In a sweeping opinion on Wednesday, the Supreme Court ruled in a 6-3 decision that the fledgling TV service Aereo violated copyright laws, in a big victory for television networks. The Justices said the cloud computing business is unaffected by the decision.
“Aereo performs petitioners’ works publicly within the meaning of the Transmit Clause,” said Justice Stephen Breyer, writing for the majority.
“We must decide whether respondent Aereo, Inc., infringes this exclusive right by selling its subscribers a technologically complex service that allows them to watch television programs over the Internet at about the same time as the programs are broadcast over the air. We conclude that it does,” Breyer said.
“The proper course is not to bend and twist the [Copyright] Act’s terms in an effort to produce a just outcome, but to apply the law as it stands and leave to Congress the task of deciding whether the Copyright Act needs an upgrade,” said Justice Antonin Scalia in his dissent.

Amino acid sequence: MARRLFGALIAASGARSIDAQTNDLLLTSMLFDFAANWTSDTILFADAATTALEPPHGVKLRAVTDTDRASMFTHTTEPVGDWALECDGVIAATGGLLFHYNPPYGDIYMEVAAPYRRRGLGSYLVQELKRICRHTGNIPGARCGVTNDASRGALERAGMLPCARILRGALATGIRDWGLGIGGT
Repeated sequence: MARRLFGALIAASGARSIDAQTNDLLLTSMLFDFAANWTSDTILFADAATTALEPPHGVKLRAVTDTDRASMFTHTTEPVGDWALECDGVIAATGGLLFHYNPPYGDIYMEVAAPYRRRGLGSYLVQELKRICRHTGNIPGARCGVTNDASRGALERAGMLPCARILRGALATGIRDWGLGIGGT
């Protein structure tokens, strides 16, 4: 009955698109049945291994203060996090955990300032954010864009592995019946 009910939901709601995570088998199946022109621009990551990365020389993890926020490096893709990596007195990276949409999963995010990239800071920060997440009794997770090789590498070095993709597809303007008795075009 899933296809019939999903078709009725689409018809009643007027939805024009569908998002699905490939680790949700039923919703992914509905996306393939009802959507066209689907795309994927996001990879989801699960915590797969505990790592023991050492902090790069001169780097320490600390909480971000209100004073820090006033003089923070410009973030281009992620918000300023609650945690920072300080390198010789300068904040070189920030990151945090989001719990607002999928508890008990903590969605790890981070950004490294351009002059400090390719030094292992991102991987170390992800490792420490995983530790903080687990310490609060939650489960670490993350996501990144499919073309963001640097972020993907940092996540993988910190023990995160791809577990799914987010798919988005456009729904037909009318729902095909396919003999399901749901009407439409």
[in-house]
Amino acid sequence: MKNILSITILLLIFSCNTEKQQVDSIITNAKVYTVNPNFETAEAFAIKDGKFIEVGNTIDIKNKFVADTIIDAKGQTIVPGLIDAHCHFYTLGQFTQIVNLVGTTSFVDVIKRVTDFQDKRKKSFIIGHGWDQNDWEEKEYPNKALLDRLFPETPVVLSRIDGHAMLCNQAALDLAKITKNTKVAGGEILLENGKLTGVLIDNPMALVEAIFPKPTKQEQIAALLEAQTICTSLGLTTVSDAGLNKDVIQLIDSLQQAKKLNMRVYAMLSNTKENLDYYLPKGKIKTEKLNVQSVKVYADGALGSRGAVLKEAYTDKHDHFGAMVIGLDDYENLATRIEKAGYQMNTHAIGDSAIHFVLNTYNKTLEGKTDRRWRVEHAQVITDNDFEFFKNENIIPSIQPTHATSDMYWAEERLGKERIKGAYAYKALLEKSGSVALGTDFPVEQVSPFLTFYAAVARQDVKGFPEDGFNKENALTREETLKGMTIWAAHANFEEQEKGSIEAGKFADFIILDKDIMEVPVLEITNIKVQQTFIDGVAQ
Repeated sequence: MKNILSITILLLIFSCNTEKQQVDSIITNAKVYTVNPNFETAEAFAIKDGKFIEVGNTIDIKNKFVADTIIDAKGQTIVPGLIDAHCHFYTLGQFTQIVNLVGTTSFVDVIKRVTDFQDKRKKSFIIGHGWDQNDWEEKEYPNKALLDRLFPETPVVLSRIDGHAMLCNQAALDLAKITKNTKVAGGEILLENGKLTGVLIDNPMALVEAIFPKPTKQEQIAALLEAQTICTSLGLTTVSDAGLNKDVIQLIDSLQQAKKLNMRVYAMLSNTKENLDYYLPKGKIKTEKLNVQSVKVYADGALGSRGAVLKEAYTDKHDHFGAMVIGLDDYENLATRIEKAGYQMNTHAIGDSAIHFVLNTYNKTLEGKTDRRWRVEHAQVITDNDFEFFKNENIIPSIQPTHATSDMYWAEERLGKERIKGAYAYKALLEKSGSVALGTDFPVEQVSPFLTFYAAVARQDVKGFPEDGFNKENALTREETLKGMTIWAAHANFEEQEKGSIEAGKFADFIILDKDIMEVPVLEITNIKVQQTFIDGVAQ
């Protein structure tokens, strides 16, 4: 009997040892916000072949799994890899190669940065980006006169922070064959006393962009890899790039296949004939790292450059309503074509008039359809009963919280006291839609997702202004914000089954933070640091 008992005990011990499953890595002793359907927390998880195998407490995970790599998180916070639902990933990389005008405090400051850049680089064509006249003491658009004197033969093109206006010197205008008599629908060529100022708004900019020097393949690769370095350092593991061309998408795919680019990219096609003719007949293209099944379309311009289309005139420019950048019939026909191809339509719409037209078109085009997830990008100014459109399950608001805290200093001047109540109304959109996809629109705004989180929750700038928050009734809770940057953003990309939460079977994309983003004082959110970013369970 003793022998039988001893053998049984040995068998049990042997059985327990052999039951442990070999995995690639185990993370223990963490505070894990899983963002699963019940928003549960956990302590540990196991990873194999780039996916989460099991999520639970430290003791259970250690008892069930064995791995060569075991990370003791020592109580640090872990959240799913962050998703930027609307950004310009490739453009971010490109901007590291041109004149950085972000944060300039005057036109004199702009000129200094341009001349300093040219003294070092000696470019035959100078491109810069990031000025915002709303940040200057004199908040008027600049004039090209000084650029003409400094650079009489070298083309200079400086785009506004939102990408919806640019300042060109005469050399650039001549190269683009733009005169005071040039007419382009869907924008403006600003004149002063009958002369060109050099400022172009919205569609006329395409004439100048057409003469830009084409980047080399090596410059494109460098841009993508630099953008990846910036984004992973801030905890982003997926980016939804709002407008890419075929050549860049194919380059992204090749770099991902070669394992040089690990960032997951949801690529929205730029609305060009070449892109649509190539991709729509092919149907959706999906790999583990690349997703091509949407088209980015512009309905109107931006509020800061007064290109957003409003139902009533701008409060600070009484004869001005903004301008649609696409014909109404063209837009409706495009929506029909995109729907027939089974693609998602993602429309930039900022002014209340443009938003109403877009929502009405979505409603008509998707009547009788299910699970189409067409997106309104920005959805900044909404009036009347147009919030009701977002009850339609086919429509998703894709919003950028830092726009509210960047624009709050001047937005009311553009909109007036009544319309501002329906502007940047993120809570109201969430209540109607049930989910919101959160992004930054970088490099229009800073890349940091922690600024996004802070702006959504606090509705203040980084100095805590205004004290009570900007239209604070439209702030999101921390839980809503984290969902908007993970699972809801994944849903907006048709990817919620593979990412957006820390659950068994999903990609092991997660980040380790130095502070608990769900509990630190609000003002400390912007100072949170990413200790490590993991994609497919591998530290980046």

The case involves a copyright battle between Aereo, a tech TV startup, and the major television networks that could affect the future of broadcast television and cloud computing.
Aereo provides a paid service used by people with computers, and it allows customers to watch broadcast TV programs on a computer that are also available for free over the airwaves – without compensation to the broadcasters.
Some TV networks had hinted they would pull their free broadcast signals if they lost the case, or greatly reduce the amount of programming offered over the free airwaves.
The TV networks were deeply upset that Aereo could set a precedent that will erode their revenue models, which depend on retransmission fees and contracts with sports organizations.
In March, Aereo’s lawyers hadinjected the idea into the debate that a ruling against it would also set a precedent that could shut down the huge cloud computing industry, where digital content is stored remotely and retrieved by computer users. But the Court didn’t rule on the application of Aereo’s business model to the cloud computing industry, saying the Court should wait until and if a specific case about cloud computing and remote storage comes before it.
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